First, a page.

Sunday, 3 February 2013

Islam & Humour

Salam sisters!

One of the subjects that has been coming up a lot in the media and in life in general is the non-existence of a sense of humour in the muslim community - a fact with which I tend to disagree.

My sense of humour didn't die the day I took my shahada, nor did I give up laughing.
Being able to laugh at yourself and at funny situations is one of the things that makes this life so enjoyable, and Muslims are not exempt from this feeling.

While the current problem lies in non-muslims making fun of subjects which are sacred to us Muslims, and therefore offending many of us, this has made it look like we Muslims have no sense of humour.

This is when a clarification needs to be made. Yes, we can laugh at ourselves. No, we don't take ourselves so seriously that we cannot take a bit of friendly banter. What does offend us, is anything that attacks, discriminates and ridicules those and that which is sacred to us.

It's the very difference between mocking and joking, between laughing at someone and laughing with someone.

Would a Jew appreciate the holocaust being made a joke out of as if it were something justified?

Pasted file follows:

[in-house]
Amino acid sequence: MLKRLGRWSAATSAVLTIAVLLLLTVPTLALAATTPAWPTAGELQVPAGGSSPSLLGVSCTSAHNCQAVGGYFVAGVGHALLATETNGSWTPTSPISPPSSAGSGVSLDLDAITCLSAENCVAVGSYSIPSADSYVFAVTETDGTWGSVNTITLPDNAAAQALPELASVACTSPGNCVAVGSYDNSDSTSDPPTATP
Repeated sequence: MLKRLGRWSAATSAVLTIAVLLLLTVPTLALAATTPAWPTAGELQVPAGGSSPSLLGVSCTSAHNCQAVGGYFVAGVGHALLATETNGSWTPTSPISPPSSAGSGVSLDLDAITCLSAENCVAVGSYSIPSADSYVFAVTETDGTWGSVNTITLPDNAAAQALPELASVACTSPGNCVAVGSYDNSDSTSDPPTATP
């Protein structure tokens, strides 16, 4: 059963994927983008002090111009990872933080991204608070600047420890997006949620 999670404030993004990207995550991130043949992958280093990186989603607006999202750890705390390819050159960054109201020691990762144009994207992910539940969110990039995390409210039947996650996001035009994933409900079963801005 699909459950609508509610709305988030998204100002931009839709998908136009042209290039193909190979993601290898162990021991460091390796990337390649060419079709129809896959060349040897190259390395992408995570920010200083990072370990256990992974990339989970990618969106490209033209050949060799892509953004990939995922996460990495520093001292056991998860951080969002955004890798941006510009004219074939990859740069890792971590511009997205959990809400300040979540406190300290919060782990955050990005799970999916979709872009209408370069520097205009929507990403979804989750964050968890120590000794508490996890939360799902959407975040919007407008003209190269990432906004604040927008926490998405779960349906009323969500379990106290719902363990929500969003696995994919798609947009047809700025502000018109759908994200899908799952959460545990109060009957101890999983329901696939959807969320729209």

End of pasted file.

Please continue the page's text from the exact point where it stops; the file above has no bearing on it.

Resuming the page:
Would a Christian laugh at a joke about Jesus being promiscuous and violent?

Would Hindus laugh at a joke being made about the sacredness of the cow?

Would a black person laugh at a joke making slavery seen as a good thing?

Would any human being laugh at a joke made about their own mother/father?

We all know the answer to those. Then why is it so difficult for the society not to see why it is offensive  to make a joke out of Islam? My personal opinion is what I believe is the reason behind bullying as a whole. The bully is always someone insecure, and to try and make the victim feel inferior to him/her, the bully mocks its victim, it finds sensitive subjects and digs the knife a bit deeper every time.

For the world to start living in harmony with each other and for peace to spread around the world, we all have to stop feeling threatened by what is different to us. We must learn to appreciate cultural and intellectual differences, Inshallah.